Editor’s note: This is a guest post by Sophia Scleparis, Head of Audience Development (interim) at Rightster. Rightster manages and operates a major digital distribution, marketing and monetization network that connects global media rights owners, publishers and marketers.
A fundamental shift is occurring in the way consumers find and engage with content on YouTube, with big implications for how brands and content owners should use the platform to build audience and grow revenue.
20,000 tech-heads descend on Amsterdam
Join us and 20,000 others at our 12th edition of TNW Conference. 2-for-1 tickets available soon.
This shift can be summed up in three words: Subscriptions, Channels, Multi-platform.
Gone are the days when YouTube was simply a place for consumers to watch videos of skateboarding dogs and sneezing babies (although there’s still plenty of that on there…), with user behaviour typified by ad-hoc one-off views. The platform is increasingly becoming more optimised to drive subscription behaviour, with engaged communities built around premium content channels.
We’re witnessing these changes first-hand in our Multi-channel Network on YouTube (now more than 460 channels). The ratio of subscribers to views has increased by 635% in the last 12 months (a key measure of how well a channel converts ad-hoc views into subscription). Monthly subscriber additions have increased by more than x10 times in the same period, with more than 230,000 subscribers a month being added across Rightster’s network.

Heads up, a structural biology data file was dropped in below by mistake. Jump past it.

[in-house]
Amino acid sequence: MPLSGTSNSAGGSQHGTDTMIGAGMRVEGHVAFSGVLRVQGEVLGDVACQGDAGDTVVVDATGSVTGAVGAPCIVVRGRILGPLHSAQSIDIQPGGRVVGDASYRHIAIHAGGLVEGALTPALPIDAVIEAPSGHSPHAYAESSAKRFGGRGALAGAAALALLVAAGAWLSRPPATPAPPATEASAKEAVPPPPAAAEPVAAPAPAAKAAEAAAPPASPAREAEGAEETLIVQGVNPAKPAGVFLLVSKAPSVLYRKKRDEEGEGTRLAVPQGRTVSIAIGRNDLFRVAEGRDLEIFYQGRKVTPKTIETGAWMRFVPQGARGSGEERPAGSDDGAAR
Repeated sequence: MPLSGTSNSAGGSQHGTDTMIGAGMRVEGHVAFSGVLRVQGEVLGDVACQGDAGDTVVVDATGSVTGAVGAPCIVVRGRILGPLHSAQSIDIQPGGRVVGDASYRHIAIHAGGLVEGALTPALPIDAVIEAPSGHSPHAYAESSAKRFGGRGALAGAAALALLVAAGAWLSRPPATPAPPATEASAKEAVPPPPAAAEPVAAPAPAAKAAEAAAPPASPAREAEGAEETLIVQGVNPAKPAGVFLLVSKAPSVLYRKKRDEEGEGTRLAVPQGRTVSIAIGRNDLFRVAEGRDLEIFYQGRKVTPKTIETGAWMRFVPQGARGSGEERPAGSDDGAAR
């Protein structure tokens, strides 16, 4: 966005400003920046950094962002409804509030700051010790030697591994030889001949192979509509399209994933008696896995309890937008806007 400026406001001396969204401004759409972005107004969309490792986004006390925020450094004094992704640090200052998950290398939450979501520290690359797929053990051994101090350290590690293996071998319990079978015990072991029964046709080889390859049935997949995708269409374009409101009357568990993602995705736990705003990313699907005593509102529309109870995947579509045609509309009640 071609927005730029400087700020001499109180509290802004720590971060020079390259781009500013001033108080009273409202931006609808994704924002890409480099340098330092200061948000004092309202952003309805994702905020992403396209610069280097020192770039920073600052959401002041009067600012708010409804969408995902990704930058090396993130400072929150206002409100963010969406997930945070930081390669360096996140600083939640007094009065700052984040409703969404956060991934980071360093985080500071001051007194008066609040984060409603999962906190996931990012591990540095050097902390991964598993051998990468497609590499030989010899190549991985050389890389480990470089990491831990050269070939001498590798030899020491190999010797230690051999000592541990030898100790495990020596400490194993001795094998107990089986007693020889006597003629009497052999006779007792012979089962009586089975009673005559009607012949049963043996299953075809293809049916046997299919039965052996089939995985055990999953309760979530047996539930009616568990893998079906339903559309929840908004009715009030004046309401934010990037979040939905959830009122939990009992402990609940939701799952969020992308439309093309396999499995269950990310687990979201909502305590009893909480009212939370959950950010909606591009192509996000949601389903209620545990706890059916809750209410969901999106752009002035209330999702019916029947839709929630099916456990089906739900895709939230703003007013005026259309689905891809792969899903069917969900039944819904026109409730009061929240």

According to our sources at YouTube, subscribers spend twice as long on the platform, have longer viewer sessions and come back more often, watching more content. So they are a key part of YouTube’s future. YouTube also has ambitions in paid subscription with its recent announcement of paid channels in the USA.
Viewing behaviour is also rapidly moving towards multi-device consumption. Across our network, 40% of views now take place on a mobile or tablet device, a 54% increase year on year.
As a result of these trends, YouTube is making major changes to the platform to drive subscriptions and provide a better multi-device viewing experience, one of which is the launch of the new One Channel design, intended to provide a consistent user experience across devices (reflecting the huge shift to mobile traffic) and optimised to encourage channel subscription.
YouTube is forcing the switch across all channels on June 5th, meaning from that date all channels will have the new look & feel. The standardization of channels is just part of YouTube’s ambitions to become a “lean back” destination, whether on mobile, desktop or on the harder to navigate connected TV.
How to optimise the YouTube One Channel design
The YouTube playbook is a great reference for some basic techniques to implement on your channel such as video SEO, annotations etc. However, we work with clients to go beyond the basic techniques, helping them fully optimise their content to better drive subscription & engagement.
Here are our top four recommendations for really making your content work on YouTube: